Writing about World Music

Davidson College, Fall 2015

Televised Singing Contests

Every Sunday night a televised singing contest makes its appearance on one of the main channels. Shows like American Idol, The Voice, X Factor, and many, many more come on to show the U.S. who some of the best singers in the country are. Other countries have their own versions of these competitions, but the U.S. has the most televised singing contests.

The shows range in different variations of competitions. Some allow private auditions, others public. The size of the crowd varies, and even the audition itself can vary. A fairly recent show called Killer Karaoke even features singers who have to compete while accomplishing their fears. All of the competitions feature famous guest judges, normally singers, who can help the competitors learn how to better their voices. Although some of these singing shows are fun to watch, I often ponder the rules of the competition.

For the majority of the people who audition, I believe they sound amazing. All the competitors sing their hearts out, and almost all of them sound amazing. I find it difficult on how the judges decide who continues onto the next round and who goes home. In the competitions, it eventually reaches a point where they let “America” decide who continues onto the next round. People can vote on their favorite singers to continue, and eventually, the person with the most votes wins the competition.

Although few people who end up winning become internationally famous and AMA winners, the competitions aren’t futile. It is an experience where you can learn how to sing better and interact on stage during performance. Many people who get kicked off the show during the earlier stages of the competition come back the next season to retest their luck. Many famous singers have come out of the competitions and, obviously, become successful. Some performers include One Direction from the X Factor, Jennifer Hudson from American Idol, Miranda Lambert from Nashville Star, Kelly Clarkson from American Idol, Susan Boyle from Britain’s Got Talent, Carrie Underwood from American Idol, Pentatonix from The Sing-Off, and Adam Lambert from American Idol. (Just to name a few.) A USA Today article discussed the failure of singing shows to create famous performers.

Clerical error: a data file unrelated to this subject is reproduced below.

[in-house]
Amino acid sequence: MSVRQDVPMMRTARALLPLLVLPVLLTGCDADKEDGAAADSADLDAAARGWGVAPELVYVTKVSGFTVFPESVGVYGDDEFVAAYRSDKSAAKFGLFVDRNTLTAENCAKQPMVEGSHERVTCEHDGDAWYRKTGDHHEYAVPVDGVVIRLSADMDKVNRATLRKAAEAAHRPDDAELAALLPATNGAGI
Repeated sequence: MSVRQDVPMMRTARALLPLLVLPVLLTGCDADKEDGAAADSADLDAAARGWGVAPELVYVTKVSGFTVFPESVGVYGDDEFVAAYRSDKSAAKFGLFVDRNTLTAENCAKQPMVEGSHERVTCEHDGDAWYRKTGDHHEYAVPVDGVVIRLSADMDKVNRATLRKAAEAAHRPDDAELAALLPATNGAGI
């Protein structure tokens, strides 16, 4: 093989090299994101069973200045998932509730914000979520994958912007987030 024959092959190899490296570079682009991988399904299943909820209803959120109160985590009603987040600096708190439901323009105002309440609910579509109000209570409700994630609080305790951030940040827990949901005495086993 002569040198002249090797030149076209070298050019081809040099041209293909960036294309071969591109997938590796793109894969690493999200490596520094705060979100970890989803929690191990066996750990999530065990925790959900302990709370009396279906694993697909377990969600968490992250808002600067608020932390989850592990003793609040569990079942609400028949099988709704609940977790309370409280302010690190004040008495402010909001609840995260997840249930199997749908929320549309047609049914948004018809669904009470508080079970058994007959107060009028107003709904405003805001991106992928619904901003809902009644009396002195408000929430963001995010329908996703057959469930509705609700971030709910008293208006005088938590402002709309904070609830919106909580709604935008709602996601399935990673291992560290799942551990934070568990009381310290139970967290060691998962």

The singing competitions have gained success in televised views. You can go on youtube and look up the competitions auditions and there will be tons of views. Also, many people put together compilations of the best and the worst auditions. Whichever program had the first televised singing competition started a trend that continues even today; still, new contests are popping up but with different rules and concepts.

1 Comment

  1. While your post talks about the explicit “rules” that make up reality singing television, I’d like to touch on some unspoken rules that govern what footage airs, whose stories are told, and how singers are marketed to America.

    I used to watch American Idol with my family growing up. We stopped watching because it seemed like in an effort to get higher ratings and keep audiences’ attention, the producers intentionally humiliated people auditioning. If you go on youtube and search “American Idol worst auditions,” approximately 210,000 results come up. Viewers loved Simon Cowell because he was mean and made contestants cry on camera. Why is it that we like to see people be ridiculed? In a show that is only an hour long and has so many commercial breaks, why do producers think it’s a better use of time to show people singing poorly than people singing beautifully?

    Even moving past those first few weeks of auditions, the way results were presented, the use of interviews and inclusion of “overcoming” extreme hardship to get on the show made me feel like the audience was emotionally intruding into contestants’ lives more than was often necessary. It seemed like to be memorable and have an advantage with voters calling in, contestants had to offer an extreme personal backstory. In response to your question, wondering how producers or voters decide who stays and who goes, I wonder if the choice comes down to how “sell-able” the person is in terms of looks, story/empathy appeal, charisma in interview, etc., rather than voice alone.

    To be fair, the show is called “American Idol” and arguably all of the factors I listed contribute to that persona and ought to be considered. For me, it just felt disingenuous. The premise of the show was that anyone with a great voice could be the next idol, but season after season I saw people who looked very similar. When there are outliers to the mold (like Susan Boyle in the UK), they are sensationalized because no one expects it. Some people might point to Susan Boyle as an example that anyone can succeed on reality singing shows; I see the fact that she stands out and is a household name as evidence that usually the norms for age and beauty within these shows are rigid. She is remarkable because she was so overwhelmingly talented she could defy them.

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